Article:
Seattle, Portland, NYC sue Trump administration over threat to pull federal money

Seattle, Portland, NYC sue Trump administration over threat to pull federal money
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New York City, Seattle and Portland, Ore., sued the Trump administration in federal court Thursday over its threat to pull federal funding after the Department of Justice (DOJ) alleged that the cities “permit anarchy.”

The suit in the U.S. District Court for the Western District of Washington challenges President TrumpDonald TrumpSenators introduce bipartisan infrastructure bill in rare Sunday session Gosar's siblings pen op-ed urging for his resignation: 'You are immune to shame' Sunday shows - Delta variant, infrastructure dominate MORE’s memorandum issued last month that would withhold millions of dollars from the Democratic-led cities. The suit also challenges Attorney General William BarrBill BarrTrump called acting attorney general almost daily to push election voter fraud claim: report Highest-ranking GOP assemblyman in WI against another audit of 2020 vote Native Americans are targets of voter suppression too MORE’s designation of the cities as “anarchist jurisdictions.”

The cities argue the executive branch does not have authority to impose conditions on congressional funds without Congress’s approval, and that the “anarchist” designation was based on vague factors entirely within Barr’s discretion.

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The cities are asking the federal court to remove the “anarchist jurisdiction” designation and prohibit the administration from withholding the funds. 

“Seattle and people across America need help fighting a pandemic that has claimed over 220,000 American lives, fixing an economic crisis that has left hundreds of thousands of Americans unemployed, and bringing America together during this civil rights reckoning,” Seattle Mayor Jenny DurkanJenny DurkanAngst grips America's most liberal city An exhausting year takes toll on nation's mayors Most Biden-won states to meet July 4 COVID-19 vaccine goal: analysis MORE (D) said in a statement. “Instead, the President chooses to ignore science, divide Americans, and threaten the lifeline for many struggling in this time.” 

The administration has reportedly considered cutting millions of dollars for COVID-19 and other health programs in the three cities because the DOJ said they “permit anarchy.”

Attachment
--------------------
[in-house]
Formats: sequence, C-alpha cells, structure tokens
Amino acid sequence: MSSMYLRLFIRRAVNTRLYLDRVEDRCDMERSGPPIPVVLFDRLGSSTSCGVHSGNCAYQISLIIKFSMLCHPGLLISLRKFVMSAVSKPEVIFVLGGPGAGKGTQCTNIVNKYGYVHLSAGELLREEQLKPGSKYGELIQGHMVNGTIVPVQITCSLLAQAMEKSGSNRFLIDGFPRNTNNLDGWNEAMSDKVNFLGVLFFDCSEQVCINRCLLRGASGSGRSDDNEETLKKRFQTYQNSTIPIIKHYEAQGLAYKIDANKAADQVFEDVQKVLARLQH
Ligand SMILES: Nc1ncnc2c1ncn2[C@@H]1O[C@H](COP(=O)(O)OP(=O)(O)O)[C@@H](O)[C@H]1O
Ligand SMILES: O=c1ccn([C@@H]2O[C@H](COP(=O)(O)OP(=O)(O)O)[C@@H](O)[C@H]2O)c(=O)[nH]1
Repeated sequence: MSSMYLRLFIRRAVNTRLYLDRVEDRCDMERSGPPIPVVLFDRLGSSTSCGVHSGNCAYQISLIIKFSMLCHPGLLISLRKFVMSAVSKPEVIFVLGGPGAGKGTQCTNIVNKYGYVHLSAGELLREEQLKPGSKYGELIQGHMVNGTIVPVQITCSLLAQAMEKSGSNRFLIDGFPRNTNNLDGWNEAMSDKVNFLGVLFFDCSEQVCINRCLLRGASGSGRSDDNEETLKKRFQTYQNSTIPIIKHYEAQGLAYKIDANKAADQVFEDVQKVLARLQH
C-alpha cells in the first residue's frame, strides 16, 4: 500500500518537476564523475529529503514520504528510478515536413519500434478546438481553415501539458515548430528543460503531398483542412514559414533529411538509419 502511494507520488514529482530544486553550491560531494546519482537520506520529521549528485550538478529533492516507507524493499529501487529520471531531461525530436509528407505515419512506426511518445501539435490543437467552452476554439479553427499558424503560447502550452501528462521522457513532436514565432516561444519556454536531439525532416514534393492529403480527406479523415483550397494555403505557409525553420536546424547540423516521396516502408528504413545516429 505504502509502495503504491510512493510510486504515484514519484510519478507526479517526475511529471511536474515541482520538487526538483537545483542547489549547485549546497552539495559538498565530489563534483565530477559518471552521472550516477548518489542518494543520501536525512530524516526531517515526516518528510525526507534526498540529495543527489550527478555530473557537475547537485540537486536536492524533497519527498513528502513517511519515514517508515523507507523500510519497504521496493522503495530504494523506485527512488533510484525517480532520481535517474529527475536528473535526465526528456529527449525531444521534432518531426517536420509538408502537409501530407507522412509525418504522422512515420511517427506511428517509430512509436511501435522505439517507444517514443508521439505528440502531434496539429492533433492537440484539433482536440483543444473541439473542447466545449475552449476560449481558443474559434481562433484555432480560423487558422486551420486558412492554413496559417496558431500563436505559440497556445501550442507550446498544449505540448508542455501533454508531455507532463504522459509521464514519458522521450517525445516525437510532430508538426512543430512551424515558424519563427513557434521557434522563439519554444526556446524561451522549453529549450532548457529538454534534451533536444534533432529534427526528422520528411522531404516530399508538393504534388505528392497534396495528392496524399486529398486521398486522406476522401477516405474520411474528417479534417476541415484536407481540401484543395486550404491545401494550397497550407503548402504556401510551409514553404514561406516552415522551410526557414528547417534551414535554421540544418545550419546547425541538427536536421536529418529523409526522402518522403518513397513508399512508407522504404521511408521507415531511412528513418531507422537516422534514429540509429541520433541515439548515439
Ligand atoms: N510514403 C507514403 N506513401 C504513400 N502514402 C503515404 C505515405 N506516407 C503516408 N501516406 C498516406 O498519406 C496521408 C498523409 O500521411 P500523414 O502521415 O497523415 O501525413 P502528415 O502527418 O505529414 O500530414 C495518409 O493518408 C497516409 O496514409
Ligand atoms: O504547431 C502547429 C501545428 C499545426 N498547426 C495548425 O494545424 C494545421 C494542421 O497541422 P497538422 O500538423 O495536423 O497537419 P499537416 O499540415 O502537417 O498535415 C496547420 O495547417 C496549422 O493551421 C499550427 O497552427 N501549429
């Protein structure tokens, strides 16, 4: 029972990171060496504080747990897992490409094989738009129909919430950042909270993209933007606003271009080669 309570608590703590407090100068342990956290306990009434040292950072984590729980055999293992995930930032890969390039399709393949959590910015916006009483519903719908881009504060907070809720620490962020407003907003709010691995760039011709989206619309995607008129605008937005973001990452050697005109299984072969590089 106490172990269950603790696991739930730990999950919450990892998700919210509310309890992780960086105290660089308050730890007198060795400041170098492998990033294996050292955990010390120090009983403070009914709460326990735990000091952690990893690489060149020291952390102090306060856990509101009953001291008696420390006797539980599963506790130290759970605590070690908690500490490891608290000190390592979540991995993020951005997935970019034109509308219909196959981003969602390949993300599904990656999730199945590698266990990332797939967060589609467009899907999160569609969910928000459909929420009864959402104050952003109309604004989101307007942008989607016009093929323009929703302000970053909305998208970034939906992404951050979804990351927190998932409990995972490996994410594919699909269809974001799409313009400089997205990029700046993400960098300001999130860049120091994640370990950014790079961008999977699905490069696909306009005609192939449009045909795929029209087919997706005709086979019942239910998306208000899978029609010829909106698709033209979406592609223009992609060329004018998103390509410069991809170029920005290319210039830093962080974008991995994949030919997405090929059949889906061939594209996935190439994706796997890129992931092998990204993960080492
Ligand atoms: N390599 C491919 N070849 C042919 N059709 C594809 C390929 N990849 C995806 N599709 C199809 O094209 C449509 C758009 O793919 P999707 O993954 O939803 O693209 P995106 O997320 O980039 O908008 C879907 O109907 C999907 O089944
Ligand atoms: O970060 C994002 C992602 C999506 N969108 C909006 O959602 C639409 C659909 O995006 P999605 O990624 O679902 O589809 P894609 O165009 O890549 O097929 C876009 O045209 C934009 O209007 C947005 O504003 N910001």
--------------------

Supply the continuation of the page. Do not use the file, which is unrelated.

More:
Politico reported Tuesday that the cities could lose funding for health programs that serve low-income residents, the elderly and others, according to documents it obtained. Nearly 200 health programs could face cuts from the Trump administration. 

A list sent to the White House budget office on Friday from the Department of Health and Human Services includes approximately 1,500 funding awards that have been given to the three cities as well as Washington, D.C., since 2018, the news outlet reported.

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The president issued an order in early September requiring agency heads to send reports detailing federal funding sent to New York City, D.C., Portland and Seattle over the cities’ handling of protests amid nationwide demonstrations sparked by the death of George Floyd in police custody in May.

"My Administration will do everything in its power to prevent weak mayors and lawless cities from taking Federal dollars while they let anarchists harm people, burn buildings, and ruin lives and businesses. We’re putting them on notice today," the president tweeted at the time.

The Justice Department hit Portland, Seattle and New York City with the “anarchist” label in September for rejecting federal law enforcement assistance amid the protests. They also highlighted New York's and Portland’s efforts to cut police funding.

Since the nationwide protests began this summer, Trump has sought to seize the moment for his reelection bid by portraying the Democratic-led cities as violent and lawless, and to paint himself as a “law and order” president.

Barr has told federal prosecutors to aggressively charge protesters with crimes, and even encouraged them to charge demonstrators with sedition. He’s also pushed to detain protesters while they await trials, despite the coronavirus pandemic.